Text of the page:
• Pregnancy check-up – you should have a general check-up before planning a pregnancy to discuss any health risks during pregnancy. Once you are pregnant, regular antenatal checks help monitor your baby’s development, pick up abnormalities and assess your health. Tests include ultrasound scans, urine tests and blood tests.
You also need to check up on your heart health regularly
Health checks for heart disease may include:
- blood pressure – have your blood checked every two years after the age of 18.
- blood tests – check your cholesterol levels and triglycerides. High levels may indicate an increased risk of heart disease. If you’re over 45, you should have these blood tests once every five years.
- weight check – being overweight is a significant risk factor for many health conditions, including cardiovascular disease and diabetes. Ask your doctor to check your body mass index (BMI) and waist measurement every two years.
It’s good to get diabetes checkups too
A common test for diabetes is the fasting blood sugar level test. This involves measuring the amount of glucose in the blood after you haven’t eaten for eight hours.
You are at higher risk of type 2 diabetes if you:
- are over 45 years old and obese (BMI over 30
- have polycystic ovarian syndrome (PCOS)
- have a family history of diabetes
Of course, then there are boobs.
Women of any age should visit the doctor within a week or so if they notice any breast changes. Women aged between 50 and 74 years who have no personal or family history of breast cancer should have a screening mammogram (breast x-ray) every two years.
If you have a personal or family history of breast cancer, your doctor can help you to decide how often you need to be screened.
Gotta keep your eyes healthy too
Eyesight tends to deteriorate with age, and therefore it is recommended that all women have an eye health check for glaucoma by the age of 40.
- Women at increased risk of glaucoma include those:
- with a strong family history of glaucoma
- of African, Asian and Caucasian descent.
- Women at higher risk of glaucoma include those aged 50 and over with:
- prior eye injury
- high blood pressure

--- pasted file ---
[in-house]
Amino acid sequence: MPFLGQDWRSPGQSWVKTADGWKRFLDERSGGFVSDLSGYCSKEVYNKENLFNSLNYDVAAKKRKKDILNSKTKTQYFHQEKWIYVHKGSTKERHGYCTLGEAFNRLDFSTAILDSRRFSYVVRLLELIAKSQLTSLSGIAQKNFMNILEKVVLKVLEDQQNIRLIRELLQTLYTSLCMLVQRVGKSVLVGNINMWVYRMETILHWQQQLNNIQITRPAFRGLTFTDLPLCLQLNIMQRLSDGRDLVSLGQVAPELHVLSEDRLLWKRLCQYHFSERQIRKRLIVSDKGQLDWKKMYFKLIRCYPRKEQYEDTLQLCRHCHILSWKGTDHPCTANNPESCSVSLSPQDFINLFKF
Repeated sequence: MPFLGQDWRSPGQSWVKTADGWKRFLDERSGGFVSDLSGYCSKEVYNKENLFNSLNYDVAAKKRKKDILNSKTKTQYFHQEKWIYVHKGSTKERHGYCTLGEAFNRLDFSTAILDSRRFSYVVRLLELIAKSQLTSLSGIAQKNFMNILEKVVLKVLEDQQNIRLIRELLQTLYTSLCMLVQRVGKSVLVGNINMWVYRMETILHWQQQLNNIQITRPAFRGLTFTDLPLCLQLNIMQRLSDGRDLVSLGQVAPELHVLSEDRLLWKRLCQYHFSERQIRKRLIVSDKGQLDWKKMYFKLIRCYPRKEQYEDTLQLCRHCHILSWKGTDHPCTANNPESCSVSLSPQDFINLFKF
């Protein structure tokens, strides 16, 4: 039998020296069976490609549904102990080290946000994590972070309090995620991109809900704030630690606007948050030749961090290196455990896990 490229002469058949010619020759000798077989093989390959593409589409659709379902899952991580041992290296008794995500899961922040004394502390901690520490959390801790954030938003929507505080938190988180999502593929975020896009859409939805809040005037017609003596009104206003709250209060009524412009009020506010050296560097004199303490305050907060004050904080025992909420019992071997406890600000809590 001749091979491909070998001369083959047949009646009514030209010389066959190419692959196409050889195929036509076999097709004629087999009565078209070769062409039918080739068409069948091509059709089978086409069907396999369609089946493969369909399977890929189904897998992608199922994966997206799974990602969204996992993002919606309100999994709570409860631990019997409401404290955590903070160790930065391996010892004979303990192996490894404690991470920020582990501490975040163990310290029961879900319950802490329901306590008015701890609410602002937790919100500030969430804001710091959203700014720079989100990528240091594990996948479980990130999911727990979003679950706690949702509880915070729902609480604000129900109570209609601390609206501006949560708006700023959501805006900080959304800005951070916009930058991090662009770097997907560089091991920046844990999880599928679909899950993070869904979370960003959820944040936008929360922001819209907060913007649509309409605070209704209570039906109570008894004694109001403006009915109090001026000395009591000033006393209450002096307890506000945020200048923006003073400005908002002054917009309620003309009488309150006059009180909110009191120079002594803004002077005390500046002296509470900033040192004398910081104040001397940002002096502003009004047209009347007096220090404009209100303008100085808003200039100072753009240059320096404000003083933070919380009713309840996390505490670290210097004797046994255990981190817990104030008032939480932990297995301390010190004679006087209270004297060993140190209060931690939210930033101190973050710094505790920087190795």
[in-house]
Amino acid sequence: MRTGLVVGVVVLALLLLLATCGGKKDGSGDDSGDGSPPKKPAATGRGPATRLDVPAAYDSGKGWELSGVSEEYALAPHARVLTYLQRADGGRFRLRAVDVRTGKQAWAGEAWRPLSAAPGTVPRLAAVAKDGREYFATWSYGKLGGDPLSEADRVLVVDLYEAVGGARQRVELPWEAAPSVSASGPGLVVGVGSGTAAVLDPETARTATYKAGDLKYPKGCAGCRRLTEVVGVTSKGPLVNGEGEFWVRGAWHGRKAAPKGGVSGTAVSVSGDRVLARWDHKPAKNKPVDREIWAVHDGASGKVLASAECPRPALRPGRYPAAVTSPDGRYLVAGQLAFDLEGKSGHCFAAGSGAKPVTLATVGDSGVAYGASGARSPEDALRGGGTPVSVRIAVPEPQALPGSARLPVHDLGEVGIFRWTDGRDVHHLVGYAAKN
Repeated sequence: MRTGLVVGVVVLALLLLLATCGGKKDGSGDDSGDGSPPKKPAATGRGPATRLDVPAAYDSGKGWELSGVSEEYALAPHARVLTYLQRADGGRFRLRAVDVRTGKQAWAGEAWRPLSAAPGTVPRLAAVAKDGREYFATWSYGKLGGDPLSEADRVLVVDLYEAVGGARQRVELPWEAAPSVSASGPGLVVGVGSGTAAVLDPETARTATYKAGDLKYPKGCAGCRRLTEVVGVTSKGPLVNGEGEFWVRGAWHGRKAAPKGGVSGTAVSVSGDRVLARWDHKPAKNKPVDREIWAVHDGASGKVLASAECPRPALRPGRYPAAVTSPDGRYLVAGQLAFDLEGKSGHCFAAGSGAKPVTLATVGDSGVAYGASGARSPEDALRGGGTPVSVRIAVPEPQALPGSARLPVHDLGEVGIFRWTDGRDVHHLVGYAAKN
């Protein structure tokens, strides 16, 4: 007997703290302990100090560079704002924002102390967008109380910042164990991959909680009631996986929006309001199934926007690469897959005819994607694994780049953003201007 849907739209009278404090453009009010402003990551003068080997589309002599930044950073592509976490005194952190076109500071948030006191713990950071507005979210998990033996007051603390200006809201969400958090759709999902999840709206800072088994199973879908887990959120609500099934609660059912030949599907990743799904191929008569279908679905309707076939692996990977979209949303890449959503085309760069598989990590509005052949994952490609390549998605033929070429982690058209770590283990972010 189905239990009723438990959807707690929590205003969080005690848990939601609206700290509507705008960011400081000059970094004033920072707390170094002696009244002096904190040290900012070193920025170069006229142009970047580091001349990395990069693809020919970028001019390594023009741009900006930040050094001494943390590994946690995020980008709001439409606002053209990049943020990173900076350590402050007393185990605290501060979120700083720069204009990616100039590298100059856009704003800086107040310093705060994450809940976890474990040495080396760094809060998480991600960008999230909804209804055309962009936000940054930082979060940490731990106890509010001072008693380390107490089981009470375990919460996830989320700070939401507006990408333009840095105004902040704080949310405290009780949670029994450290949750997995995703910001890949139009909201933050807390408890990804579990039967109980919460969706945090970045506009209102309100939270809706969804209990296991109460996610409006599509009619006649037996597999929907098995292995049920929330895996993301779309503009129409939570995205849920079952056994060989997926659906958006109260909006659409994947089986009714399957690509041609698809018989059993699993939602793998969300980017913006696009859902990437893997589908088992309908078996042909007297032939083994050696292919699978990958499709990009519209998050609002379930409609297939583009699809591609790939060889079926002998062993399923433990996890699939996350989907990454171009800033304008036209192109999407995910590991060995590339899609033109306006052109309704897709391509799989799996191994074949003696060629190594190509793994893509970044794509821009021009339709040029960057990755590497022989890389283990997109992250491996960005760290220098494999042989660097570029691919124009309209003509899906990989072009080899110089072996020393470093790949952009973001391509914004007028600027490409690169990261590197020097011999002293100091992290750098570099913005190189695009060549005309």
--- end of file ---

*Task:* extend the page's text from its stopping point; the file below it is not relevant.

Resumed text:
- long-term steroid use
- migraine and peripheral vasospasm.
It is also recommended that:
- women aged between 50 and 65 have a general eye examination every two years
- women aged over 65 have an eye examination once a year.
Bone density health checks for women
Osteoporosis is a disease that causes bones to become brittle, often found in menopausal women. A bone density test (DEXA) helps to determine the health of your bones.
Bone density testing is most often used when people have:
- osteoporosis or concerns about osteoporosis (such as family history)
- risk factors for osteoporosis – including a thin build, early menopause, long times with no periods when younger, age over 70 years, long-term use of cortisone medication
- a previous fracture, not caused by a fall or major trauma.
Immunisation for women
Young women should have the vaccine for the HPV virus before becoming sexually active. Luckily for us, it’s part of the bundle of vaccines we get when we’re young. Talk to your doctor about checking your childhood immunisations, as some need booster.
It is recommended that you have a flu vaccination if you:
- are over 65 years of age
- are pregnant – especially in the last trimester, because your baby will also be protected
- have a chronic condition such as severe asthma or diabetes
- are worried that you are likely to get the flu and it would impact significantly on you.
Again, thank you to the Better Health Channel and Google Scholar for providing me with the basis for this information.